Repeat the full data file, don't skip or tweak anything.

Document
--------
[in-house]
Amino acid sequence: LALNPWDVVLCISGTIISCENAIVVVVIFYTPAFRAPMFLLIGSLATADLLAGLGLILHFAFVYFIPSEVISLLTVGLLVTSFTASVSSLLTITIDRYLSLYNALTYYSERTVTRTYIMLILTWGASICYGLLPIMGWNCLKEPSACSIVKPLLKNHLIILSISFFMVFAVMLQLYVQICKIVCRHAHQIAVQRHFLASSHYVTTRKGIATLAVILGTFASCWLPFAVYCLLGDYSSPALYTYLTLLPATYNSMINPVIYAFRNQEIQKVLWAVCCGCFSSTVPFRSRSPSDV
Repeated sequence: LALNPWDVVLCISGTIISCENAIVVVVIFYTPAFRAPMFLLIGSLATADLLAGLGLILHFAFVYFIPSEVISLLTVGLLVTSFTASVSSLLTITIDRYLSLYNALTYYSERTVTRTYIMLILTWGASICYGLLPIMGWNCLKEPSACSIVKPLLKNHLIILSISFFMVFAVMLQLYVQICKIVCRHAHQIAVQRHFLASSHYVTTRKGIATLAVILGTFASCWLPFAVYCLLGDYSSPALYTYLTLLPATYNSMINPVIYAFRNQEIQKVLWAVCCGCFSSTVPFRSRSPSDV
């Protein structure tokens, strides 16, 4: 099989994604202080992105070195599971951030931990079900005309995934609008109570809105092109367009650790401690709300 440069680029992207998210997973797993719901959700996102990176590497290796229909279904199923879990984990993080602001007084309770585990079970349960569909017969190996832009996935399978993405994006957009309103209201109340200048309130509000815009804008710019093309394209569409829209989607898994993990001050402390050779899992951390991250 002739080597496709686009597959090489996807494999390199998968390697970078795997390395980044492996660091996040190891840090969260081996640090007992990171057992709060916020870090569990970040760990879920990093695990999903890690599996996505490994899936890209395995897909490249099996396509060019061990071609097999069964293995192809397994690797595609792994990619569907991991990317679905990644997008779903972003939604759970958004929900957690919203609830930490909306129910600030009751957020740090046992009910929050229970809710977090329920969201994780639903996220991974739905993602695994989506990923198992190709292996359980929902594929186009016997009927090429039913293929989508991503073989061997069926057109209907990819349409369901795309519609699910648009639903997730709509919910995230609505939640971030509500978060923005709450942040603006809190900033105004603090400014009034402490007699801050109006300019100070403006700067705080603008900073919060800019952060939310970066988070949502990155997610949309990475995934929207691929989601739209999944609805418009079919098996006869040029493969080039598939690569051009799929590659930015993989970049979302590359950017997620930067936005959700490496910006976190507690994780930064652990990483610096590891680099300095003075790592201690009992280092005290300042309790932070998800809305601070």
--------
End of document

[in-house]
Amino acid sequence: LALNPWDVVLCISGTIISCENAIVVVVIFYTPAFRAPMFLLIGSLATADLLAGLGLILHFAFVYFIPSEVISLLTVGLLVTSFTASVSSLLTITIDRYLSLYNALTYYSERTVTRTYIMLILTWGASICYGLLPIMGWNCLKEPSACSIVKPLLKNHLIILSISFFMVFAVMLQLYVQICKIVCRHAHQIAVQRHFLASSHYVTTRKGIATLAVILGTFASCWLPFAVYCLLGDYSSPALYTYLTLLPATYNSMINPVIYAFRNQEIQKVLWAVCCGCFSSTVPFRSRSPSDV
Repeated sequence: LALNPWDVVLCISGTIISCENAIVVVVIFYTPAFRAPMFLLIGSLATADLLAGLGLILHFAFVYFIPSEVISLLTVGLLVTSFTASVSSLLTITIDRYLSLYNALTYYSERTVTRTYIMLILTWGASICYGLLPIMGWNCLKEPSACSIVKPLLKNHLIILSISFFMVFAVMLQLYVQICKIVCRHAHQIAVQRHFLASSHYVTTRKGIATLAVILGTFASCWLPFAVYCLLGDYSSPALYTYLTLLPATYNSMINPVIYAFRNQEIQKVLWAVCCGCFSSTVPFRSRSPSDV
């Protein structure tokens, strides 16, 4: 099989994604202080992105070195599971951030931990079900005309995934609008109570809105092109367009650790401690709300 440069680029992207998210997973797993719901959700996102990176590497290796229909279904199923879990984990993080602001007084309770585990079970349960569909017969190996832009996935399978993405994006957009309103209201109340200048309130509000815009804008710019093309394209569409829209989607898994993990001050402390050779899992951390991250 002739080597496709686009597959090489996807494999390199998968390697970078795997390395980044492996660091996040190891840090969260081996640090007992990171057992709060916020870090569990970040760990879920990093695990999903890690599996996505490994899936890209395995897909490249099996396509060019061990071609097999069964293995192809397994690797595609792994990619569907991991990317679905990644997008779903972003939604759970958004929900957690919203609830930490909306129910600030009751957020740090046992009910929050229970809710977090329920969201994780639903996220991974739905993602695994989506990923198992190709292996359980929902594929186009016997009927090429039913293929989508991503073989061997069926057109209907990819349409369901795309519609699910648009639903997730709509919910995230609505939640971030509500978060923005709450942040603006809190900033105004603090400014009034402490007699801050109006300019100070403006700067705080603008900073919060800019952060939310970066988070949502990155997610949309990475995934929207691929989601739209999944609805418009079919098996006869040029493969080039598939690569051009799929590659930015993989970049979302590359950017997620930067936005959700490496910006976190507690994780930064652990990483610096590891680099300095003075790592201690009992280092005290300042309790932070998800809305601070």